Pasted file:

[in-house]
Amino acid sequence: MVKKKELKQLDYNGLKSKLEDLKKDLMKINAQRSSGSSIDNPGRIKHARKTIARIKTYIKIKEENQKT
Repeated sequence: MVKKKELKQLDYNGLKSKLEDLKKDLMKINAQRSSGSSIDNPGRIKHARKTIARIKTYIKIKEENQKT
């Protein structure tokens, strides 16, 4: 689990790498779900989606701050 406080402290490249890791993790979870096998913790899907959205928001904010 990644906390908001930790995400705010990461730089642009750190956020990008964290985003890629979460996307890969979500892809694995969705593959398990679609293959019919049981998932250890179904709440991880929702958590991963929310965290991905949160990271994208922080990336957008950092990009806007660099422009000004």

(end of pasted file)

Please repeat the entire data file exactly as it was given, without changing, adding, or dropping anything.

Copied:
[in-house]
Amino acid sequence: MVKKKELKQLDYNGLKSKLEDLKKDLMKINAQRSSGSSIDNPGRIKHARKTIARIKTYIKIKEENQKT
Repeated sequence: MVKKKELKQLDYNGLKSKLEDLKKDLMKINAQRSSGSSIDNPGRIKHARKTIARIKTYIKIKEENQKT
């Protein structure tokens, strides 16, 4: 689990790498779900989606701050 406080402290490249890791993790979870096998913790899907959205928001904010 990644906390908001930790995400705010990461730089642009750190956020990008964290985003890629979460996307890969979500892809694995969705593959398990679609293959019919049981998932250890179904709440991880929702958590991963929310965290991905949160990271994208922080990336957008950092990009806007660099422009000004």